One is that neither punch or die can be fit in a tool-free change over for critical alignment. Those gauges of material matching punch capabilities are down in range of .005" and less per side, which relate to second impasse.
    You'll notice, screwing in the die can position itself any height allowed by it's thread length. At extremes that prevent enough travel or such a large gap of the handles no grip could span. Limits on round sets are far less.

    And to RalphXYZ: Ratchet and regular sockets are close in hardness, quality impacts are far tougher by use of shock resistant steels. Both are through hardened, thin walls and case hardening will be a brittle combination, especially in the various corners.
    Paul A.

  5. The Following 2 Users Say Thank You to Paul Alciatore For This Useful Post:

    Metalmuncher (09-08-2017), Toolmaker51 (09-07-2017)

  6. #15
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    Quote Originally Posted by Metalmuncher View Post
    What advantage comes from raising the center of the bolt head, as you are showing?
    That presents the cutting edge more directly to area being cut, to induce a bit of shearing action vs sheer pressure. A similar action can be seen in a common paper punch or scissors. I still have to post the charts promised above, but other forms are cross-cut [criss-cross] that have 2 inclines from side to side, where they face each other in the middle is a shallow elongated X profile, like crossing your arms. Another has a middle center point; useful to locate punch on layouts, and holding the sheet in place just before punch penetrates material. Very typical in hand operated and larger portable tools.
    ...we'll learn more by wandering than searching...

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    Metalmuncher (09-08-2017), Paul Jones (09-09-2017), Sleykin (07-09-2018)

  8. #16
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    Congratulations bobs409 - your Square Hole Punch Press is the Homemade Tool of the Week!

    Huge week! Some good picks: a Sine Plate by rossbotics, a Magnetic Cutting Guide by Frank S, a Camping Stove by Tuomas, a Solder Feeding Attachment by brianhw, Stand Off Blocks by Frank S, a Punch Guide by Frank S, a Drill Guide by Frank S, a Leather Creasing Tool by frugalolgeezer, a Leather Cutter by frugalolgeezer, a Collet Rack by mars-red, a Boring Bar by xynudu, a Cable Tie Tightener by rgsparber, and a Drill Press Elevator by rgsparber.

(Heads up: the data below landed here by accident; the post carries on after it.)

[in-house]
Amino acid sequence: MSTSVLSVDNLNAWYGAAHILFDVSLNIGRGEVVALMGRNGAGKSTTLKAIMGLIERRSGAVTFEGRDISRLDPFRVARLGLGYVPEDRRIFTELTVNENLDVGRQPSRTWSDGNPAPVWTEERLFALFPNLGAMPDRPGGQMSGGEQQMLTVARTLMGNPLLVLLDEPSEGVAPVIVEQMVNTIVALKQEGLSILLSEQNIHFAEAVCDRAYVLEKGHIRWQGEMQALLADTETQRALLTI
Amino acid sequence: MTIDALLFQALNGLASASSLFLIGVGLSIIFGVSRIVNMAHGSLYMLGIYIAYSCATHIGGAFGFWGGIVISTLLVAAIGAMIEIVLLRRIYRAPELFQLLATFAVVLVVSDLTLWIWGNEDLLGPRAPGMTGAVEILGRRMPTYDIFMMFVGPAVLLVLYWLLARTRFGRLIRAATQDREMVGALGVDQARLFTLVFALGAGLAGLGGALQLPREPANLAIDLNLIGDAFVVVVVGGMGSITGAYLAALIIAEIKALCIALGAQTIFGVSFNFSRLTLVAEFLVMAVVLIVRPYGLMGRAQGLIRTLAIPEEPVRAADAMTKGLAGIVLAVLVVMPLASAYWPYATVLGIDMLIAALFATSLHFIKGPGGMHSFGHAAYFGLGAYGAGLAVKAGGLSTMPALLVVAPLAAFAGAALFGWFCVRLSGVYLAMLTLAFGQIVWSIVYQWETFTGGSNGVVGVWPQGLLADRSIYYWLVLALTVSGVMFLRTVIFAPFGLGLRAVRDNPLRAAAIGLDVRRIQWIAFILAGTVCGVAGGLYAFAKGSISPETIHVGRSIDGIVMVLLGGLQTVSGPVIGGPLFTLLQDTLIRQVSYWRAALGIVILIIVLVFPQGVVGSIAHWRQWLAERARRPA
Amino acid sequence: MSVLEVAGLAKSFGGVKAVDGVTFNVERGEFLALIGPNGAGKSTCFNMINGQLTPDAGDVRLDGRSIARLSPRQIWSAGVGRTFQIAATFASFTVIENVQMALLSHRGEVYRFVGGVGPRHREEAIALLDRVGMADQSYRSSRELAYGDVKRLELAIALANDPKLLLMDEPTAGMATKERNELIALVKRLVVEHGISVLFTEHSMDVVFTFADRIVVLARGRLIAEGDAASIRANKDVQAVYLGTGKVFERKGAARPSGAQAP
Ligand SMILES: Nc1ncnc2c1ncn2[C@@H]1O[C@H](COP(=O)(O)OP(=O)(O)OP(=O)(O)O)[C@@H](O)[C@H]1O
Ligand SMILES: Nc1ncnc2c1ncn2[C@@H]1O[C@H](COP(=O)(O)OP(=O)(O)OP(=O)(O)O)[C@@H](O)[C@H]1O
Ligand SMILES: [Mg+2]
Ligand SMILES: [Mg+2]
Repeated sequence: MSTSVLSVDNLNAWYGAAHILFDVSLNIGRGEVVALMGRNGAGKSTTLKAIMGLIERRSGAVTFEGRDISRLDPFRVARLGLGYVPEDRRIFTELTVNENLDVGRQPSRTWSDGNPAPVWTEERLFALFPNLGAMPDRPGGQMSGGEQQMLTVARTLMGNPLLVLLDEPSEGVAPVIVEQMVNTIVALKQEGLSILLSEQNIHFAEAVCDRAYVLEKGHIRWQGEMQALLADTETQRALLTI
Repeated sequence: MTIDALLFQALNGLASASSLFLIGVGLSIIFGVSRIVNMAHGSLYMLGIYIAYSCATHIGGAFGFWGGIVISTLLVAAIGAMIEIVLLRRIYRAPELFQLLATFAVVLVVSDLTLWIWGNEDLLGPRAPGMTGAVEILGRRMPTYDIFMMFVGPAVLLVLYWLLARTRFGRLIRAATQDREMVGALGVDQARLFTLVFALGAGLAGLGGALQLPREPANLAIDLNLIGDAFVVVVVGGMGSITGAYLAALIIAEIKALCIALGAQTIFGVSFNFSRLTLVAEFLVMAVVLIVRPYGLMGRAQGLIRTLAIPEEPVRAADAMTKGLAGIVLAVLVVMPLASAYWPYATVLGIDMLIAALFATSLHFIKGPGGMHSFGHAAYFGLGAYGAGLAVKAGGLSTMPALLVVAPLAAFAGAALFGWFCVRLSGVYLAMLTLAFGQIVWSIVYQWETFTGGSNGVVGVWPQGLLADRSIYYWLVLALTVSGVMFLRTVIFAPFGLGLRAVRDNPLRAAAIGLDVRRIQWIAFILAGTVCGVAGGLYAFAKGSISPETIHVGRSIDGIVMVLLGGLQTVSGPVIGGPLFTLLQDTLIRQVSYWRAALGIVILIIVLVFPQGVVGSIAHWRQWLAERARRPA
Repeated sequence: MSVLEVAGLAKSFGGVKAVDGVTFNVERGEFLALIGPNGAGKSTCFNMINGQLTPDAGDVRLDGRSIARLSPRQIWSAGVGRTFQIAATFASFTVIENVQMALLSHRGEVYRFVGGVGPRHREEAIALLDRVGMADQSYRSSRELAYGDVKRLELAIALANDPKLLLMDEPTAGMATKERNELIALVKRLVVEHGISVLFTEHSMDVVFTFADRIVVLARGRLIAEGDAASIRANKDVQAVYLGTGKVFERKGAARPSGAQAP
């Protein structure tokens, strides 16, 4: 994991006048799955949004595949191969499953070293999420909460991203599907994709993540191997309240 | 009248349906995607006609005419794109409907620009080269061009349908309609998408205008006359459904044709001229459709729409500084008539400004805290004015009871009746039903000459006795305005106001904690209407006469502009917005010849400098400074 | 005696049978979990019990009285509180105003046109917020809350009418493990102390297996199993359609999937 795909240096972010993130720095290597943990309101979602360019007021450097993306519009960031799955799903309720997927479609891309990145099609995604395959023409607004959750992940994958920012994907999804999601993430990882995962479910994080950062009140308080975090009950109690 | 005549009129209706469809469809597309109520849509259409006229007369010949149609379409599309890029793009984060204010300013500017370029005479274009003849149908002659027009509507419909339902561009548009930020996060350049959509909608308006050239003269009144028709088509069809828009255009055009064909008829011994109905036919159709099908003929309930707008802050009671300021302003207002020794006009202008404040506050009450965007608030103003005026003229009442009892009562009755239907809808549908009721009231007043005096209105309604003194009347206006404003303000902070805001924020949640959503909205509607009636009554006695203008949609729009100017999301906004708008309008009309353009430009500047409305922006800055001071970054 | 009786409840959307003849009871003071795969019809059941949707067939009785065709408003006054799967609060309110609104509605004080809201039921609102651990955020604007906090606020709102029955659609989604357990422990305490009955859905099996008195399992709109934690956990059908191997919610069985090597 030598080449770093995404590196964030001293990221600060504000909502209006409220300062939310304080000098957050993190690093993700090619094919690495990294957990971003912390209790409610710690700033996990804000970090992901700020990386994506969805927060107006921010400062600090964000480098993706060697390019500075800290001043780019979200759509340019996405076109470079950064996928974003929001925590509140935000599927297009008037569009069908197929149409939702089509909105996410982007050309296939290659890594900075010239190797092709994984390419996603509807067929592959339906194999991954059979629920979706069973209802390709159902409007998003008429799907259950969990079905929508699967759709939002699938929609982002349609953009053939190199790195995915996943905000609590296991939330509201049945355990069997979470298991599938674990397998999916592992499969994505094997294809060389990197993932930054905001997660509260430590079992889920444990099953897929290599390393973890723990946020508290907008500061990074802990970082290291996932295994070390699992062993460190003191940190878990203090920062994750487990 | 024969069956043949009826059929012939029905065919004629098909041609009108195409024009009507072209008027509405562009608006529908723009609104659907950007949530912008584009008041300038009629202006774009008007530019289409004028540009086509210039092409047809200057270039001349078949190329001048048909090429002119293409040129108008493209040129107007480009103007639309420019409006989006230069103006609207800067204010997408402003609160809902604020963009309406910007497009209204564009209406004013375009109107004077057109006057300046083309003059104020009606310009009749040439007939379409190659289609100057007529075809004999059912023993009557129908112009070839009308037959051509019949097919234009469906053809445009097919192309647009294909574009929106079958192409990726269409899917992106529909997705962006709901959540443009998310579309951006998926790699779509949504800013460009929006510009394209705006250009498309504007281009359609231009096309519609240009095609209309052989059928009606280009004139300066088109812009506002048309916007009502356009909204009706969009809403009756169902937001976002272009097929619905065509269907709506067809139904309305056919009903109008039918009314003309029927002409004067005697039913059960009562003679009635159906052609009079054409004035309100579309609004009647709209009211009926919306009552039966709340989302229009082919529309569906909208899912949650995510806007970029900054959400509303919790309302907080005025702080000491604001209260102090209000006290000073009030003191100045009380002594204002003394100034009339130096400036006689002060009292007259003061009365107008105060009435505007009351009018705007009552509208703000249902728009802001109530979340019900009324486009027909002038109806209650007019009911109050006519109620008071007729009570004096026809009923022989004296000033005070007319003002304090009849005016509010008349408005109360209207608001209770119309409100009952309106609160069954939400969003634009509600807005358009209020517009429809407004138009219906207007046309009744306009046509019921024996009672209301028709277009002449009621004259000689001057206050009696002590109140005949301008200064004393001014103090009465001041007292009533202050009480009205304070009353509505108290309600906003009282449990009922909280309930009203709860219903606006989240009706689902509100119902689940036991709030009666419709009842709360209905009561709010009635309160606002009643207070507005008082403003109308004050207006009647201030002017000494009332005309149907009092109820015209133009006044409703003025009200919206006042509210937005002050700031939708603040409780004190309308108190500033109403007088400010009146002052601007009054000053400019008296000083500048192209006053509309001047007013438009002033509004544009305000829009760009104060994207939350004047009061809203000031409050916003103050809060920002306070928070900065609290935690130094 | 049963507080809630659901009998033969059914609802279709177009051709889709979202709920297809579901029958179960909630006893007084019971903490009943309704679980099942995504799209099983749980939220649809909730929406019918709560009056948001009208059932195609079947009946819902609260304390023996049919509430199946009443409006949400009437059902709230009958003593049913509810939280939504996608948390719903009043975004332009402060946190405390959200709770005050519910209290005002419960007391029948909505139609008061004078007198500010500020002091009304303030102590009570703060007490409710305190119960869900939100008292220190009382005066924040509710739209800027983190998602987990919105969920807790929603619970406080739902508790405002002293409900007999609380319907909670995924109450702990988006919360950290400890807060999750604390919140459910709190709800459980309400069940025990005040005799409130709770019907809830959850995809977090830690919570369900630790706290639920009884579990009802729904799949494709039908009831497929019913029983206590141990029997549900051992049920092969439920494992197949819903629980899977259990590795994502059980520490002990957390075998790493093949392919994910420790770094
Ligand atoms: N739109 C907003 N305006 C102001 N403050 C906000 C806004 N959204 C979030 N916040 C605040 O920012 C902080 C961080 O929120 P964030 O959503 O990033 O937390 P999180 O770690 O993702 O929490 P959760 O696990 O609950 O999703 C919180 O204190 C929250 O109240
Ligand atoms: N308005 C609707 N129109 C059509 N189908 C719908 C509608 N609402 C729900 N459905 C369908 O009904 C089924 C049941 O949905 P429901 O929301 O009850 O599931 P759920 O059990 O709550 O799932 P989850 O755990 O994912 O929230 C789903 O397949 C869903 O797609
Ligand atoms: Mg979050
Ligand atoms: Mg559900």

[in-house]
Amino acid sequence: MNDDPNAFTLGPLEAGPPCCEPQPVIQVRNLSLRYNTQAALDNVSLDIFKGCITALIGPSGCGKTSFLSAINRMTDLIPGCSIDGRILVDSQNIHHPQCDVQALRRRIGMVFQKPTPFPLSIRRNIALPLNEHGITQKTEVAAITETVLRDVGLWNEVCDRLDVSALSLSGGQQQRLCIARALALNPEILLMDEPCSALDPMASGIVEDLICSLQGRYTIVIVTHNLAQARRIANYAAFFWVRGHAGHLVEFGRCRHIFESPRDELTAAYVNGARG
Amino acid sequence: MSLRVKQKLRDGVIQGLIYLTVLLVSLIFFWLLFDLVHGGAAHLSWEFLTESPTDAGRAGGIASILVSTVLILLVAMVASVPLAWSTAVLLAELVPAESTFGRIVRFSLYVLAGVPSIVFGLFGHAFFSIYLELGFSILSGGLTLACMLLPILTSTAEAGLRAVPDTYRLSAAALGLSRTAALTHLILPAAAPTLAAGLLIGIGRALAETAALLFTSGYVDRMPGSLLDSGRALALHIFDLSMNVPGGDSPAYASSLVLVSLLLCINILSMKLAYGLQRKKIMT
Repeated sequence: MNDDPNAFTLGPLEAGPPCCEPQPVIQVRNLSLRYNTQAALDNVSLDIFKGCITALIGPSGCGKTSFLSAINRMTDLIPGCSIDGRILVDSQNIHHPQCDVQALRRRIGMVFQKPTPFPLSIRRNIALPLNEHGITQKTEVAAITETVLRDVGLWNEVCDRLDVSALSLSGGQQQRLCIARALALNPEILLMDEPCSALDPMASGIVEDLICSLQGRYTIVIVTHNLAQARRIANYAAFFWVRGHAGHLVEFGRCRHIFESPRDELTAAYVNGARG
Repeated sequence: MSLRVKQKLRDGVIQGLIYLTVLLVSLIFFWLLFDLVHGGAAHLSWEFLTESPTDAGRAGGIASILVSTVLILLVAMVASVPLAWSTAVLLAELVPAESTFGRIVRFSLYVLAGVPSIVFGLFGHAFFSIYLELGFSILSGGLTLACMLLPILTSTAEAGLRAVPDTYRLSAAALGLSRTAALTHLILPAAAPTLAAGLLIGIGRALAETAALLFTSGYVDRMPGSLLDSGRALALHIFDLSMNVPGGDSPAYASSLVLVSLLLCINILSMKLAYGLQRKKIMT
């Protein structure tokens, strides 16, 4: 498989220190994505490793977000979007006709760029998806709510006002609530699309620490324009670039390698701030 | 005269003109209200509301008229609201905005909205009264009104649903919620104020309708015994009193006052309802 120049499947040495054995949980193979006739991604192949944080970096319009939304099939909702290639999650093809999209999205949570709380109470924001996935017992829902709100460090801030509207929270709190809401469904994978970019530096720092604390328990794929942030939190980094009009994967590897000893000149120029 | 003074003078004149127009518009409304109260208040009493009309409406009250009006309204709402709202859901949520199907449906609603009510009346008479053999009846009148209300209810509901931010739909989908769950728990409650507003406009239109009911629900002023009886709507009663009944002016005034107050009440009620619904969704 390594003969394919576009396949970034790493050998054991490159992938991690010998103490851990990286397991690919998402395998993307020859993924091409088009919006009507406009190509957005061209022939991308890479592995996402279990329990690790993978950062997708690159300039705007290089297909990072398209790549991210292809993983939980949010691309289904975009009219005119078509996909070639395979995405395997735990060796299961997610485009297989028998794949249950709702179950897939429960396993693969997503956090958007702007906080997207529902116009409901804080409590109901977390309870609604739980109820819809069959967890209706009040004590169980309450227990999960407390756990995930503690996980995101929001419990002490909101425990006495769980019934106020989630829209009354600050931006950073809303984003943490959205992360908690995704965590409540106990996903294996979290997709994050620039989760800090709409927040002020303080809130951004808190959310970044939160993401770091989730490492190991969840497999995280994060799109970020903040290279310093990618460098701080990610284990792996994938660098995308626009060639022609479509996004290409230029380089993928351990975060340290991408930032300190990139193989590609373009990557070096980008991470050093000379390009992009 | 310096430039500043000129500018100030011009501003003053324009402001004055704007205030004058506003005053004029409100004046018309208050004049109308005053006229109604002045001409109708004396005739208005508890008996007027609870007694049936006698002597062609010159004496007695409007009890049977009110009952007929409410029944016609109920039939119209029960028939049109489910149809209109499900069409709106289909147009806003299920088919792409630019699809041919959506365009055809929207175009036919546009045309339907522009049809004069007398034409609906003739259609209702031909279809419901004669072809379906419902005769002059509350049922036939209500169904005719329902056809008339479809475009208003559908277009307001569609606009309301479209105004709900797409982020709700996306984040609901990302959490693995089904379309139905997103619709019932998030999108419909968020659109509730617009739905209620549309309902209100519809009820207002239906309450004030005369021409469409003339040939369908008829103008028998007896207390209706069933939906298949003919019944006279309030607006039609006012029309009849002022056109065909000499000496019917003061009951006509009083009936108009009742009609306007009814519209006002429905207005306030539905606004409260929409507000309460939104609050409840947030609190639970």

You'll be receiving a $25 online gift card, in your choice of Amazon, PayPal, Giftrocket, or bitcoin. Please PM me your current email address and gift card choice and I'll get it sent over right away. And, we've added your tool to our All Homemade Tool of the Week winners post.

    This is your 2nd Homemade Tool of the Week win! Here are both of your winning tools:

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    bobs409 (09-10-2017)

  10. #17
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    I like this lateral thinking!! I also am a great fan of re-purposing things too. May have to give this a try.
    Ain't technology great - until it goes wrong!
    The Old Man's Shop

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    bobs409 (09-10-2017), Paul Jones (09-09-2017)

  12. #18
    Soikkeli Tuomas's Avatar
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    Great idea.

    Also that red.. "..a nice jig made up as a finger brake press for my shop press.." is very usefull.

    Thank you!

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    bobs409 (09-10-2017)

  14. #19
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    Quote Originally Posted by Tuomas View Post
    Great idea.

    Also that red.. "..a nice jig made up as a finger brake press for my shop press.." is very usefull.

    Thank you!
    Thank you. Here is the thread for that build and more pictures of it: Finger brake for the shop press

    It really works well and was a lot of fun to build.


  15. The Following 2 Users Say Thank You to bobs409 For This Useful Post:

    Sleykin (07-09-2018), Tuomas (09-10-2017)

  16. #20

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    pkuphaldt's Tools
    Slick !! great idea. Paul

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    bobs409 (03-13-2018)